Readers of this blog will know by now the sad news that our dear friend Larry has passed away.
This website had a humble beginning. It started as a simple email that he would send to a bunch of addresses that he’d collected over the years. Larry loved finding new email addresses to add to his address book. Back then there were no websites, no servers, no newsletters, no unsubscribe buttons. Just a personal email every week or two or three with an interesting story from Larry. I would often be surprised to have someone tell me that they get these emails leaving me thinking: “Now how did Larry get that email address?”. He would get calls at his desk at the Archives in the Basilica from people asking to be added to these group emails.
In the Fall of 2011, those group emails grew up to become this website. Larry and I were at The Duke enjoying a drink or two or three, having the same conversation we’d had a hundred times — “I wish there was some way to put all of these Archival Moments out there for everyone”. He’d been writing them and emailing out every week for the past few years and really had no idea who was reading, nor how they were all being received. We later learned that these emails were forwarded far and wide to a huge network of people that far eclipsed his small collection of email addresses.
Before I left The Duke that night, I asked Larry to send me every Archival Moment he had on his computer. I went home and bought the domain name, setup a server and a new website. Bright and early the next day Larry sent me dozens of horrifically formatted Word documents to be added to the site. He had all the old ones he’d sent out, plus a several dozen more that he was actively working on distributing in the coming months. I wrote a quick import script to clean up the formatting issues and with that, Larry was launched.
If memory serves me correctly, our goal was to have 20 Archival Moments cleaned up and published before we spread the word to anyone. As your inboxes can attest, the site has grown considerably since then—there are currently 455 Archival Moments. His audience of a few dozen has grown as well—almost 900 of you receive these via email. In the past month we’ve had almost 8,000 visitors, in the past year almost 140,000. In July, we had our 1,000,000th visitor. The New York Times gets this much traffic every day, but for a small, local site like this one, these are astonishing numbers.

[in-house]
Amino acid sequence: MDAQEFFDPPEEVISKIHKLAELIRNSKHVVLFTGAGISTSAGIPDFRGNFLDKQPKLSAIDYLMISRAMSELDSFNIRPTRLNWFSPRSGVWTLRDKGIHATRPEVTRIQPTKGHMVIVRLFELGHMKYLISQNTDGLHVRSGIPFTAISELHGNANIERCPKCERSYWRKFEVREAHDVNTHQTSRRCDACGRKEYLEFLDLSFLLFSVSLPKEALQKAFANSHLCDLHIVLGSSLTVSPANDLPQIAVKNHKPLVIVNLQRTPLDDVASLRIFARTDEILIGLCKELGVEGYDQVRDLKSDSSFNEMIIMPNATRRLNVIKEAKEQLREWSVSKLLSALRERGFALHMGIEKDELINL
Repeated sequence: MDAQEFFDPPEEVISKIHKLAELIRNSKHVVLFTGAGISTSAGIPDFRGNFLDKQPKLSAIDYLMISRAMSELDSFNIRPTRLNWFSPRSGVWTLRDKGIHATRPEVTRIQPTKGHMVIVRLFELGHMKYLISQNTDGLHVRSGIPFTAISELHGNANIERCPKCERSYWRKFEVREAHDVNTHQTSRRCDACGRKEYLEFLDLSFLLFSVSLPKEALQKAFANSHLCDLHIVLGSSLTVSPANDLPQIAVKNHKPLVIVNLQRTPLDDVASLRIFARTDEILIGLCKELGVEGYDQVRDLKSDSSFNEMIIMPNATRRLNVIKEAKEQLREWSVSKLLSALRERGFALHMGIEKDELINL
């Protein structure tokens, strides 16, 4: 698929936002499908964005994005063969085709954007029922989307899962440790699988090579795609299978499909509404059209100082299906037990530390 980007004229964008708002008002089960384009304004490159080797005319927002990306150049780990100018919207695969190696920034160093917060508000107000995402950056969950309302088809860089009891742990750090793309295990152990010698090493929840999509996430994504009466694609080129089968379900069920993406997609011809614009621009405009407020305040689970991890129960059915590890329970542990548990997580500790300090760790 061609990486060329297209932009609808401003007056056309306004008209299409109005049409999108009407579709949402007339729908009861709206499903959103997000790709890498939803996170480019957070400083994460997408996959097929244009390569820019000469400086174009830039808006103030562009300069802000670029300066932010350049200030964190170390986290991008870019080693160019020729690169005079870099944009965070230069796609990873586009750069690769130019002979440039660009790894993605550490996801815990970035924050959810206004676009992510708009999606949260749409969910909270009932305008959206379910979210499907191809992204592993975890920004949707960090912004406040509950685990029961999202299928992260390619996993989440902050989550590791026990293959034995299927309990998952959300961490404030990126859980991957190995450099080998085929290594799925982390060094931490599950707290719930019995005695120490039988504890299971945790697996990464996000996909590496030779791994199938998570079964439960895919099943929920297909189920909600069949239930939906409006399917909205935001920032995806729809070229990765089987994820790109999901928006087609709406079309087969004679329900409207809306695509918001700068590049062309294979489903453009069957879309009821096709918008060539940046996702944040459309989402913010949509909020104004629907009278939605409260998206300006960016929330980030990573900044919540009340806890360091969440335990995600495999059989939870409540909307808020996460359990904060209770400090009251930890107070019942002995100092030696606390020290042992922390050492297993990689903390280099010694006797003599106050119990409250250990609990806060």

The most popular post on the site is about, of course, a Newfoundlander — James Foster McCoubrey, who was for a time the oldest man in the world. Mr. McCoubrey’s post was read almost 8,000 times back in June of 2013 and 26,000 times since then. Next in popularity was a post about Old Christmas Day, after that, one about a Mysterious Iceberg, one about the Veiled Virgin, and one about the long and hungry month of March. Larry covered everything: from Amelia Earhart, to the Great Fire of 1892, race and shipwrecks, sex, the Titanic, Regatta Roulette, the Olympics, and a proposed international airport in Trepassey(!).
Every year, Larry and I would get together for an official lunch and talk about the site. I’d print out the stats and the popular posts from the last year, Larry would sit and wonder if the traffic numbers were “good” (they certainly were) and if the visitors were all real people or mostly “bots” (his actual word). We called it the Archival Moments Annual General Meeting Luncheon. I was going to schedule this year’s AGM for tomorrow.
Who am I? I’m just one of the countless people Larry befriended and mentored along the way. My good friend Allan and I had the tremendous fortune of working at the Basilica Archives with Larry in our early 20s as we mapped out what it was we were going to do with our lives and careers. These were certainly my happiest years of work as I was surrounded daily by Larry infectious positivity (not to mention the very long lunches). I can still hear Larry’s kettle click on, come to a boil and click off hour after hour, all day long. He’d finish up a phone call or a meeting and emerge from his office, click down the button on the kettle only to have the phone ring again and draw him back. If not for the phone, Larry would have drowned in tea.
My intention is to continue to host this site, for its importance as a record of knowledge great and small. It will live on as a tiny corner of the internet dedicated to this special island and the man who loved it so dearly.
Larry was a humble and enthusiastic servant to the past and to the people who wanted to learn about it. He leaves behind a hole no one can fill, a sadness we’ll always endure and a joy we’ll always feel. May he rest in peace.